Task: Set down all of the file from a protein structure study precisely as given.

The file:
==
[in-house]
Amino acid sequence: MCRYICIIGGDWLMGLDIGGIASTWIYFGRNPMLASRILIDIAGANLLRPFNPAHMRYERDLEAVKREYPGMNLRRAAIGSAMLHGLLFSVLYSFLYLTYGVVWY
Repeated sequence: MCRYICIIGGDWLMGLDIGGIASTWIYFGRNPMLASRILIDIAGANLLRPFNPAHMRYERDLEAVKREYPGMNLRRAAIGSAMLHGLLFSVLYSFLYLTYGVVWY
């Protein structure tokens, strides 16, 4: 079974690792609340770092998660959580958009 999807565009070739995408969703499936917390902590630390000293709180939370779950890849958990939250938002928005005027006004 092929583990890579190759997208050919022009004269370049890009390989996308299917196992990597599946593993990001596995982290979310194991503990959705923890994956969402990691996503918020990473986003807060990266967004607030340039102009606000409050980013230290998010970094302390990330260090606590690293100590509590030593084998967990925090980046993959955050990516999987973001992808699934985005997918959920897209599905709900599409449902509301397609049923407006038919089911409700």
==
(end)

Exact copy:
[in-house]
Amino acid sequence: MCRYICIIGGDWLMGLDIGGIASTWIYFGRNPMLASRILIDIAGANLLRPFNPAHMRYERDLEAVKREYPGMNLRRAAIGSAMLHGLLFSVLYSFLYLTYGVVWY
Repeated sequence: MCRYICIIGGDWLMGLDIGGIASTWIYFGRNPMLASRILIDIAGANLLRPFNPAHMRYERDLEAVKREYPGMNLRRAAIGSAMLHGLLFSVLYSFLYLTYGVVWY
């Protein structure tokens, strides 16, 4: 079974690792609340770092998660959580958009 999807565009070739995408969703499936917390902590630390000293709180939370779950890849958990939250938002928005005027006004 092929583990890579190759997208050919022009004269370049890009390989996308299917196992990597599946593993990001596995982290979310194991503990959705923890994956969402990691996503918020990473986003807060990266967004607030340039102009606000409050980013230290998010970094302390990330260090606590690293100590509590030593084998967990925090980046993959955050990516999987973001992808699934985005997918959920897209599905709900599409449902509301397609049923407006038919089911409700």